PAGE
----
Something snapped in Cass after she found the boot, foot still inside, washed up on the beach. As the summer crowds pour into her small New Jersey town, Cass begins to hear a voice: a terrible, intrusive voice that torments Cass with senseless demands. If Cass doesn’t walk into the wall, as the voice demands, it threatens to kill Cass’ father. Since Cass’ mother died violently years before, and her single father is a Navy Seal suffering from PSTD, there is little safe refuge for Cass.
Readers know that this is about to change, because the novel is structured as a lengthy letter to the only boy Cass has ever loved, as she explains why she had to break his heart. Only in his presence would the voice be still. But as Cass recounts, that particular summer was shadowed with dread. A serial killer was on the loose, targeting prostitutes. Cass met the irrepressible Paris, a beautiful girl who makes money by stripping, despite the obvious danger.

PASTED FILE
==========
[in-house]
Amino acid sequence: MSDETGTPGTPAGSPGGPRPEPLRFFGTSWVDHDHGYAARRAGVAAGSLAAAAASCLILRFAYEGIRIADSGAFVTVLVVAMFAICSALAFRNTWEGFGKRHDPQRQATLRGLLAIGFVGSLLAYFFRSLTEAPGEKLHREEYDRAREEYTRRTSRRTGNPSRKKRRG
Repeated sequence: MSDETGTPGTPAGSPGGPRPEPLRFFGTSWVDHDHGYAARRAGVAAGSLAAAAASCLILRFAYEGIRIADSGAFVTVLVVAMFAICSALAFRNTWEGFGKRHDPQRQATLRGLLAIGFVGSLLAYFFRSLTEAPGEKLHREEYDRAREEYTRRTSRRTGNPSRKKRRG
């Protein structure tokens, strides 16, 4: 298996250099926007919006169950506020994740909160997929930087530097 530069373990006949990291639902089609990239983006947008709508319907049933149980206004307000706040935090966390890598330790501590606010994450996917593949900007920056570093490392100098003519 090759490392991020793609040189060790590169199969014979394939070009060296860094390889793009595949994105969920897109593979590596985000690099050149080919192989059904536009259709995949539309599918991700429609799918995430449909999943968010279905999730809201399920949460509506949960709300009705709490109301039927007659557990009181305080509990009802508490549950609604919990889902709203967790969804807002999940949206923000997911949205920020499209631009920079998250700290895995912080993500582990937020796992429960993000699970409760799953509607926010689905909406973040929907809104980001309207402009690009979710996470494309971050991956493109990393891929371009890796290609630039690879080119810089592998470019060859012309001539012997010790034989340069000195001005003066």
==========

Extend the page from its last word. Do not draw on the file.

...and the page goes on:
A preponderance of foreshadowing (“but you already know that”) slows the pace too much to call the novel a thriller. Perhaps a slimmer novel could have kept the tension alive. But Lake does have a good ear for dialogue. Teens who relate to smart protagonists, adore Haruki Murakami and quote Ovid will appreciate the literary patter. As the winner of the 2013 Printz Award, Lake should draw interest to his latest creation.
Diane Colson is the Library Director at City College in Gainesville, Florida.